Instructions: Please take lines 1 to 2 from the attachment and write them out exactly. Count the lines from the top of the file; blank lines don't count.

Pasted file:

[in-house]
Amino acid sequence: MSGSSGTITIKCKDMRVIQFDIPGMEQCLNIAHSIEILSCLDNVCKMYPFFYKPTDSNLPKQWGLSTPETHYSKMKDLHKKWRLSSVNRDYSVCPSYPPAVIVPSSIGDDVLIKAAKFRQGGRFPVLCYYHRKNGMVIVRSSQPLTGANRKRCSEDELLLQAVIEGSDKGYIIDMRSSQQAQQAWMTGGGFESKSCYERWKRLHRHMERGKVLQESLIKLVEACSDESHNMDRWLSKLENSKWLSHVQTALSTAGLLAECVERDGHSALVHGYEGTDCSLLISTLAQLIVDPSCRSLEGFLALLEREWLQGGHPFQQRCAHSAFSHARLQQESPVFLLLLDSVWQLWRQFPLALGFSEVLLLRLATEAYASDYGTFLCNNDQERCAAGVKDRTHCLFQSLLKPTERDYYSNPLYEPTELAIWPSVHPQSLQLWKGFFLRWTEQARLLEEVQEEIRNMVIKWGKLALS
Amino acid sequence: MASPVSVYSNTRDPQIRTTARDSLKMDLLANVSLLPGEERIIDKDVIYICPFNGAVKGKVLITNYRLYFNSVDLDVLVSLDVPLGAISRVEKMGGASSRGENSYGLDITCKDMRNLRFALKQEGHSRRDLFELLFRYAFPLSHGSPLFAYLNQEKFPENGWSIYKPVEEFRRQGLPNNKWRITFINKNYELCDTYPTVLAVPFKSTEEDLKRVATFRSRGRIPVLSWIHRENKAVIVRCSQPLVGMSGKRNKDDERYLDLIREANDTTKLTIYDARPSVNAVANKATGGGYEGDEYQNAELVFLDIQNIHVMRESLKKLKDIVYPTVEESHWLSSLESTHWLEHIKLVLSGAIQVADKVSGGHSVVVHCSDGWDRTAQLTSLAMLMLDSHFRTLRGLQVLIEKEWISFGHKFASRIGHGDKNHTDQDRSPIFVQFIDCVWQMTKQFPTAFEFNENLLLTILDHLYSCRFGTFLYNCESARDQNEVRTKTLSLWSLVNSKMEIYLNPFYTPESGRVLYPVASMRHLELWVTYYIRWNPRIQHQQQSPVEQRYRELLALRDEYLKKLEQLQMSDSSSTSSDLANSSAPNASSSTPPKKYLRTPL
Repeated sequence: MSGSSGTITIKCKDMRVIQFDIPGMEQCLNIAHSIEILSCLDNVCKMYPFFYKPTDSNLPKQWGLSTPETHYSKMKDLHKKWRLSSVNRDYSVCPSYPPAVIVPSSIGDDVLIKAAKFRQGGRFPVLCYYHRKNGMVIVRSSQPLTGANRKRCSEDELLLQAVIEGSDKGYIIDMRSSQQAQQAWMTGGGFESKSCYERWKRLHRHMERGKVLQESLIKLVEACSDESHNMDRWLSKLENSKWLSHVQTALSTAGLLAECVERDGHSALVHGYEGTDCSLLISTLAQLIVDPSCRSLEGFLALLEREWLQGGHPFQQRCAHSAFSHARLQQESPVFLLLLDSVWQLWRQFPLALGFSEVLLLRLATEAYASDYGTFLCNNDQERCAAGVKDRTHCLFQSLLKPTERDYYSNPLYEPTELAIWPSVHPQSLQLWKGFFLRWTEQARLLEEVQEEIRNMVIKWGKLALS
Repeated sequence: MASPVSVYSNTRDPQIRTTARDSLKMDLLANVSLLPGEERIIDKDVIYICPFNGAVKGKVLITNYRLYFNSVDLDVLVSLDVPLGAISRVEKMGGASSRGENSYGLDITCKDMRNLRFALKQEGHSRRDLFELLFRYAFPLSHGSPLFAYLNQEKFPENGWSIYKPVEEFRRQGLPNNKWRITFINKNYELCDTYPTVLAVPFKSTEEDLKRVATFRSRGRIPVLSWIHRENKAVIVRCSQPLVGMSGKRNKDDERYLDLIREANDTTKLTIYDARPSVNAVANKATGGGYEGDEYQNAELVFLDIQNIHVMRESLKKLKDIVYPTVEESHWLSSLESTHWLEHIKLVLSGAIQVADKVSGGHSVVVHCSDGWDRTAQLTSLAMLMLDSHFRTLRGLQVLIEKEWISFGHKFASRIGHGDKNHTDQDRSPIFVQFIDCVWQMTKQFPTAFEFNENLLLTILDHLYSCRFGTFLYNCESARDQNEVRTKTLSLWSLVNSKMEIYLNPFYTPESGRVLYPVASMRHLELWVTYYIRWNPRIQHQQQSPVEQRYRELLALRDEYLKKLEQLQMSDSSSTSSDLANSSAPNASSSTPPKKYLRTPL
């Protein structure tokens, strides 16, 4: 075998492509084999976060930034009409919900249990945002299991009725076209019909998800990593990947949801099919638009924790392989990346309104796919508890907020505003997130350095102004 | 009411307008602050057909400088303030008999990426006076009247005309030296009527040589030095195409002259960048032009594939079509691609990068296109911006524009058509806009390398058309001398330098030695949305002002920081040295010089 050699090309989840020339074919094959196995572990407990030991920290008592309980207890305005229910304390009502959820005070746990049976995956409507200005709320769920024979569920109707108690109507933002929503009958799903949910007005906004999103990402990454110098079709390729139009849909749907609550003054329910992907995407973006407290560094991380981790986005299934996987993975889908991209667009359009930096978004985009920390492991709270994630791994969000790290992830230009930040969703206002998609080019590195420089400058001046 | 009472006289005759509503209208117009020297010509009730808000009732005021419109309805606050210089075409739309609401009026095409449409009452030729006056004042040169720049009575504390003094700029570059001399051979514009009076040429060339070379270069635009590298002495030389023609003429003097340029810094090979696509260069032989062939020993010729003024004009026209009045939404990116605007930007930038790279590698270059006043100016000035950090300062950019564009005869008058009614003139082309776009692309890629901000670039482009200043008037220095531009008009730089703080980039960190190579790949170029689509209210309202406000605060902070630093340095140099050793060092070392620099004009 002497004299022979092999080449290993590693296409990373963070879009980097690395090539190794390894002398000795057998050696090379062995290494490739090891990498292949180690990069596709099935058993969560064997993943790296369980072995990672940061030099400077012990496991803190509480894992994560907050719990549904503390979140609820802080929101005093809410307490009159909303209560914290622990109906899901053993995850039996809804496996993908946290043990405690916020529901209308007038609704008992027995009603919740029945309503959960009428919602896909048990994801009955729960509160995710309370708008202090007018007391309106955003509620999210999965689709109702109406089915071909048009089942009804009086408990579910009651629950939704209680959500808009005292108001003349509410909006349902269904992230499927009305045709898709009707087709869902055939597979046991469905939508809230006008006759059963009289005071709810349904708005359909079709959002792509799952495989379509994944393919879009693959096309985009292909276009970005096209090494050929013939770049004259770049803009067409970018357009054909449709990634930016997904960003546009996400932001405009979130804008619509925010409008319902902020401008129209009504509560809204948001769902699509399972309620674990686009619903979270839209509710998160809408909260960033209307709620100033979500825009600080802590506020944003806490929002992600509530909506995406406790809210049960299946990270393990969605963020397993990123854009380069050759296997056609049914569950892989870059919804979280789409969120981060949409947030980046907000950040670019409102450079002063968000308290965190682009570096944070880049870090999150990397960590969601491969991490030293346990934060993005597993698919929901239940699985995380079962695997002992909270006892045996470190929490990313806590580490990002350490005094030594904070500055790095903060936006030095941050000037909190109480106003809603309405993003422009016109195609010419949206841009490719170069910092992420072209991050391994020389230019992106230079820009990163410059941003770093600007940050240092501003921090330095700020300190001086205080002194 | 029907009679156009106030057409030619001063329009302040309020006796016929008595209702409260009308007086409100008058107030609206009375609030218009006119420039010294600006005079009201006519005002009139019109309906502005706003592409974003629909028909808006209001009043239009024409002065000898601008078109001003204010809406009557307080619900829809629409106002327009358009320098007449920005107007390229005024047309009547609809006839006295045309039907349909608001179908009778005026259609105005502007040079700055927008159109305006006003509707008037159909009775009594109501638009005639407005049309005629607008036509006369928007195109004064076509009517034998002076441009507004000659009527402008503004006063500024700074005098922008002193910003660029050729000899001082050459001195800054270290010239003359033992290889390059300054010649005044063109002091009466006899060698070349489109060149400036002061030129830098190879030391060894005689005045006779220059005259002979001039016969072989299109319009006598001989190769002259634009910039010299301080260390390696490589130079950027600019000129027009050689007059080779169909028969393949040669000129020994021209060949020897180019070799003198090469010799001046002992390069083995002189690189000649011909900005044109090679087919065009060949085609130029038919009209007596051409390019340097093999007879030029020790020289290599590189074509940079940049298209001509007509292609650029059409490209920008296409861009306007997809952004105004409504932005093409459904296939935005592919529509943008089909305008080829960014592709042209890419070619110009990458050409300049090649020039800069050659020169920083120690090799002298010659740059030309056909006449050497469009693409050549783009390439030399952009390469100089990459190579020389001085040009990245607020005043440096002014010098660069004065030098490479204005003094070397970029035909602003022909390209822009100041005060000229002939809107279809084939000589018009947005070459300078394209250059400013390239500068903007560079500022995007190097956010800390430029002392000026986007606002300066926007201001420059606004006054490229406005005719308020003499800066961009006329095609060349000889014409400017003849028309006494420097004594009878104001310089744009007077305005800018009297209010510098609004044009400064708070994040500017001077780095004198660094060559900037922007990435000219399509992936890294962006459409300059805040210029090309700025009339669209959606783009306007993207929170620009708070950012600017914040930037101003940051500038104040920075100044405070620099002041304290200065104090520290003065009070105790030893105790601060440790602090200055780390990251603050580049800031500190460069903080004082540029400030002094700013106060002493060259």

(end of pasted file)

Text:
[in-house]
Amino acid sequence: MSGSSGTITIKCKDMRVIQFDIPGMEQCLNIAHSIEILSCLDNVCKMYPFFYKPTDSNLPKQWGLSTPETHYSKMKDLHKKWRLSSVNRDYSVCPSYPPAVIVPSSIGDDVLIKAAKFRQGGRFPVLCYYHRKNGMVIVRSSQPLTGANRKRCSEDELLLQAVIEGSDKGYIIDMRSSQQAQQAWMTGGGFESKSCYERWKRLHRHMERGKVLQESLIKLVEACSDESHNMDRWLSKLENSKWLSHVQTALSTAGLLAECVERDGHSALVHGYEGTDCSLLISTLAQLIVDPSCRSLEGFLALLEREWLQGGHPFQQRCAHSAFSHARLQQESPVFLLLLDSVWQLWRQFPLALGFSEVLLLRLATEAYASDYGTFLCNNDQERCAAGVKDRTHCLFQSLLKPTERDYYSNPLYEPTELAIWPSVHPQSLQLWKGFFLRWTEQARLLEEVQEEIRNMVIKWGKLALS